Access To Medicines

Every minute, somewhere in the world a woman or girl has an unsafe abortion. MSF is committed to providing safe abortion care to reduce avoidable suffering and deaths.

During the 1990s, MSF teams made a bitter observation: we were failing to treat some of our patients suffering from infectious diseases, while in developed countries, remarkable progress was being made in the field of health. Two decades on, medicines in developing countries are still either too expensive, aren't suitable to be used in many of the contexts in which we work (for example, in hot, humid conditions or where there's a lack of electricity), or simply don't exist for the diseases we need to treat.

In 1999, we launched the Campaign for Access to Essential Medicines, now known as the Access Campaign. Its mission focuses on three areas: overcoming barriers to access to essential medicines, stimulating research and development for neglected diseases, promoting health exceptions to global trade agreements.

In 2003, MSF joined several research institutes, including the Institut Pasteur, to create the Drugs for Neglected Diseases initiative (DNDi), a non-profit research and development organisation engaged in research and development of new treatments for neglected diseases.

MSF's Impact

In response to the need for better treatments, vaccines and diagnostic tests MSF set up its Access Campaign in 1999 to improve care for patients.

The aims of MSF Access Campaign are to:

  • Push for price cuts to medicines, vaccines and diagnostic tests by stimulating the production of more affordable generic products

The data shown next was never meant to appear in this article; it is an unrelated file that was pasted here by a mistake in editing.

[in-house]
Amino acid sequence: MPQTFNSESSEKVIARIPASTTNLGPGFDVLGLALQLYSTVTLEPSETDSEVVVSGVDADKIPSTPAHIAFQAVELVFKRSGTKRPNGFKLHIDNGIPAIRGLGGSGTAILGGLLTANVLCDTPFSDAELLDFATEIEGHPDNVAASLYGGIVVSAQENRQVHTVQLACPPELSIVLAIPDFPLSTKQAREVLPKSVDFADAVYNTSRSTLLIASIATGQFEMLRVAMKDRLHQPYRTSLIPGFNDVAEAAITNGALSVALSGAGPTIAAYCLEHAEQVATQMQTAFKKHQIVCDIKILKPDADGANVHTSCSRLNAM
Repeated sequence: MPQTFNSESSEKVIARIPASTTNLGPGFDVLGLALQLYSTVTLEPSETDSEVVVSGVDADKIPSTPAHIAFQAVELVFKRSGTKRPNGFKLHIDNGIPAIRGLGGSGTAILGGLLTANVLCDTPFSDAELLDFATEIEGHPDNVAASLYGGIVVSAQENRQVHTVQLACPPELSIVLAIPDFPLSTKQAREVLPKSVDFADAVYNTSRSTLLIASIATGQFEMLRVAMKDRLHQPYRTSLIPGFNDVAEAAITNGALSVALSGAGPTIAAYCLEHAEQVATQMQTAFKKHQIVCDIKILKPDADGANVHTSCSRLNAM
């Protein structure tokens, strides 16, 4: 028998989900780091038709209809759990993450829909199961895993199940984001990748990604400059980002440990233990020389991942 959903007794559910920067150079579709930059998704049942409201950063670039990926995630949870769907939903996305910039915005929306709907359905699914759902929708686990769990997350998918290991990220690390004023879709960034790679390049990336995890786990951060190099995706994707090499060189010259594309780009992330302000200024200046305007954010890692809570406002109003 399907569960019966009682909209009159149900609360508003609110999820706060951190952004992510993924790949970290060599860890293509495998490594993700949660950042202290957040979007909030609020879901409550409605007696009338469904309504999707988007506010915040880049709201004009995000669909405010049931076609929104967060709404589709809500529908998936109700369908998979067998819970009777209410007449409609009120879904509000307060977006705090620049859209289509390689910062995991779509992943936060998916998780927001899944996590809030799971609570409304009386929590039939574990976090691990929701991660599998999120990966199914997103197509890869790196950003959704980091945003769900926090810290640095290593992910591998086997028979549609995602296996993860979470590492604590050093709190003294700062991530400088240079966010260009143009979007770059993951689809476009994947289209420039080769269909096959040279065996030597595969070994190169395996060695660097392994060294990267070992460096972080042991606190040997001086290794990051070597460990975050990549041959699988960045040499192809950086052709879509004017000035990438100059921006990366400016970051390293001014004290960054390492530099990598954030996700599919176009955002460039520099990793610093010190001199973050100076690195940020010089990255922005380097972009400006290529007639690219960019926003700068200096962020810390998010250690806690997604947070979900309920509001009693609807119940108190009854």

• Act as a watchdog to ensure that the corporate interests don’t win out over public health needs     
  • Steer the direction of medical research toward urgently needed new drugs, vaccines and tests that don’t exist yet or are not tailored to the needs of people in developing countries     
  • Scope out, support and monitor new models to fund medical research that respond to medical rather than corporate needs and do not rely on charging sky high prices for the final product to pay for the research     

In 2003, MSF joined forces with six other organisations from around the world to establish the Drugs For Neglected Diseases Initiative (DNDi), with the aim of developing new drugs or new formulations of existing drugs for patients suffering from the most neglected communicable diseases.

DNDi seeks to address unmet needs by taking on projects that others are unable or unwilling to pursue.
 

MSF is well known for its humanitarian medical work, but it has also produced important research based on its field experience with vulnerable communities .

This website archives MSF's scientific articles and makes them available free, with full text and in an easily searchable format. MSF Field Research website.

MSF is also pushing for increased research into neglected diseases – such as tuberculosis, malaria, sleeping sickness and leishmaniasis – through increased funding, investing in research and development (R&D) capability in developing countries and supporting alternative models for R&D

Some treatments are no longer produced. MSF is calling on companies and governments to find solutions to bring unprofitable but medically necessary drugs back into production.

MSF is also supporting developing countries in codifying into law the "safeguards" that are allowed under international trade rules in order to protect access to medicines.

 
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